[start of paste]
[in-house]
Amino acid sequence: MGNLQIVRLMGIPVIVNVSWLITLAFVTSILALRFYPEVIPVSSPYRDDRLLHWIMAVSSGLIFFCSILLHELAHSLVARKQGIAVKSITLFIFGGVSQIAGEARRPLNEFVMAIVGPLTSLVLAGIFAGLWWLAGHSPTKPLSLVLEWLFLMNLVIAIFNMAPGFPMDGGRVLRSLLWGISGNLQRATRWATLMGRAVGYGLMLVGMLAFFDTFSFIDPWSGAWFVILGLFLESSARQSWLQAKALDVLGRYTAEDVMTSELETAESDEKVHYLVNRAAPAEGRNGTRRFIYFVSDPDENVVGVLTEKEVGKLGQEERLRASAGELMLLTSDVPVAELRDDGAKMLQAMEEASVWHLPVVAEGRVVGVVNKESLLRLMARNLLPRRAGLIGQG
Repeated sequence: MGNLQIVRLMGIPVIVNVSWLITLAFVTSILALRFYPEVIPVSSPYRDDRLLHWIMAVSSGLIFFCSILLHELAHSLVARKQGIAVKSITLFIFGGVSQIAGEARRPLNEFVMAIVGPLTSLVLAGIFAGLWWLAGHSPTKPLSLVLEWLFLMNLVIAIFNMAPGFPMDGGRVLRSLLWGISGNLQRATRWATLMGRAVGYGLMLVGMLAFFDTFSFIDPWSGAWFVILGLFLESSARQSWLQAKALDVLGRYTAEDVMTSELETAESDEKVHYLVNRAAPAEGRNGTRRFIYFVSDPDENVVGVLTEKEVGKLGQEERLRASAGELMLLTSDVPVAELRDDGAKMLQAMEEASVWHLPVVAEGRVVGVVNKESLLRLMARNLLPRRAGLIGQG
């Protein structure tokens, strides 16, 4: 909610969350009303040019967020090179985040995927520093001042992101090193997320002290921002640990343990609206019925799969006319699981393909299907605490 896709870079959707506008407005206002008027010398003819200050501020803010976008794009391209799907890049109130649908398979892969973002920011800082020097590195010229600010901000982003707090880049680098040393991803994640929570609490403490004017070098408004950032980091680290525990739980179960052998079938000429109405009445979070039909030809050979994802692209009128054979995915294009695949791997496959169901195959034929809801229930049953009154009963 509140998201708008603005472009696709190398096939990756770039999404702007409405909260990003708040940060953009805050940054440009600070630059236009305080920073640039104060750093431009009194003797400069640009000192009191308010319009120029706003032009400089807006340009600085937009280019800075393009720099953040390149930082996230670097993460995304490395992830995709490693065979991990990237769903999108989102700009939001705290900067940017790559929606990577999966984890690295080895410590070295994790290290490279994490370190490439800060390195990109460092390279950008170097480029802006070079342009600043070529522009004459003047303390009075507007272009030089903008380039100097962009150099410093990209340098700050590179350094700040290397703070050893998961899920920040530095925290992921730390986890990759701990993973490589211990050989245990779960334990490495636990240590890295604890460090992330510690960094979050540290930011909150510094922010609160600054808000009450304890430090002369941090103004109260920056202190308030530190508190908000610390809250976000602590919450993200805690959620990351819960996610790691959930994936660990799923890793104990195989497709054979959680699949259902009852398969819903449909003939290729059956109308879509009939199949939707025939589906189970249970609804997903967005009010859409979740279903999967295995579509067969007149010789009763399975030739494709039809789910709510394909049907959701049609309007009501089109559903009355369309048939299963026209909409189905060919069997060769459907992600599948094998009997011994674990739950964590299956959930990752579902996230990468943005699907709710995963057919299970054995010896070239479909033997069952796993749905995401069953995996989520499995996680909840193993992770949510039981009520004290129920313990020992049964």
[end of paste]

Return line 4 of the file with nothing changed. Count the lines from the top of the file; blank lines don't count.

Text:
């Protein structure tokens, strides 16, 4: 909610969350009303040019967020090179985040995927520093001042992101090193997320002290921002640990343990609206019925799969006319699981393909299907605490 896709870079959707506008407005206002008027010398003819200050501020803010976008794009391209799907890049109130649908398979892969973002920011800082020097590195010229600010901000982003707090880049680098040393991803994640929570609490403490004017070098408004950032980091680290525990739980179960052998079938000429109405009445979070039909030809050979994802692209009128054979995915294009695949791997496959169901195959034929809801229930049953009154009963 509140998201708008603005472009696709190398096939990756770039999404702007409405909260990003708040940060953009805050940054440009600070630059236009305080920073640039104060750093431009009194003797400069640009000192009191308010319009120029706003032009400089807006340009600085937009280019800075393009720099953040390149930082996230670097993460995304490395992830995709490693065979991990990237769903999108989102700009939001705290900067940017790559929606990577999966984890690295080895410590070295994790290290490279994490370190490439800060390195990109460092390279950008170097480029802006070079342009600043070529522009004459003047303390009075507007272009030089903008380039100097962009150099410093990209340098700050590179350094700040290397703070050893998961899920920040530095925290992921730390986890990759701990993973490589211990050989245990779960334990490495636990240590890295604890460090992330510690960094979050540290930011909150510094922010609160600054808000009450304890430090002369941090103004109260920056202190308030530190508190908000610390809250976000602590919450993200805690959620990351819960996610790691959930994936660990799923890793104990195989497709054979959680699949259902009852398969819903449909003939290729059956109308879509009939199949939707025939589906189970249970609804997903967005009010859409979740279903999967295995579509067969007149010789009763399975030739494709039809789910709510394909049907959701049609309007009501089109559903009355369309048939299963026209909409189905060919069997060769459907992600599948094998009997011994674990739950964590299956959930990752579902996230990468943005699907709710995963057919299970054995010896070239479909033997069952796993749905995401069953995996989520499995996680909840193993992770949510039981009520004290129920313990020992049964």